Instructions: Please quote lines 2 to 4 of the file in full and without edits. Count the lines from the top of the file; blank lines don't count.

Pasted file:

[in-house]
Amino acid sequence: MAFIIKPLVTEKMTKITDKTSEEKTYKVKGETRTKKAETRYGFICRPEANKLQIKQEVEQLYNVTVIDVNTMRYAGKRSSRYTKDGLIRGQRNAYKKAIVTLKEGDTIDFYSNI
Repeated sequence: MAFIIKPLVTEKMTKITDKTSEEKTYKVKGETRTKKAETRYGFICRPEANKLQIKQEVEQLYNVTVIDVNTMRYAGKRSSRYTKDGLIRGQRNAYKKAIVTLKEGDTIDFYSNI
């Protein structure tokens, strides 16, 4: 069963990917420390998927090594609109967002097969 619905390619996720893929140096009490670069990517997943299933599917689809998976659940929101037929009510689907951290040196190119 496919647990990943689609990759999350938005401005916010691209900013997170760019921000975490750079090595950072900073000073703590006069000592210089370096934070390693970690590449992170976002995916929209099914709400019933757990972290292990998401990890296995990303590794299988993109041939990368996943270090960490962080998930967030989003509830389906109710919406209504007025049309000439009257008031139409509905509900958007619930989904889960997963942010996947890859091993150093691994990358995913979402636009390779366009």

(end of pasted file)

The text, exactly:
Amino acid sequence: MAFIIKPLVTEKMTKITDKTSEEKTYKVKGETRTKKAETRYGFICRPEANKLQIKQEVEQLYNVTVIDVNTMRYAGKRSSRYTKDGLIRGQRNAYKKAIVTLKEGDTIDFYSNI
Repeated sequence: MAFIIKPLVTEKMTKITDKTSEEKTYKVKGETRTKKAETRYGFICRPEANKLQIKQEVEQLYNVTVIDVNTMRYAGKRSSRYTKDGLIRGQRNAYKKAIVTLKEGDTIDFYSNI
């Protein structure tokens, strides 16, 4: 069963990917420390998927090594609109967002097969 619905390619996720893929140096009490670069990517997943299933599917689809998976659940929101037929009510689907951290040196190119 496919647990990943689609990759999350938005401005916010691209900013997170760019921000975490750079090595950072900073000073703590006069000592210089370096934070390693970690590449992170976002995916929209099914709400019933757990972290292990998401990890296995990303590794299988993109041939990368996943270090960490962080998930967030989003509830389906109710919406209504007025049309000439009257008031139409509905509900958007619930989904889960997963942010996947890859091993150093691994990358995913979402636009390779366009």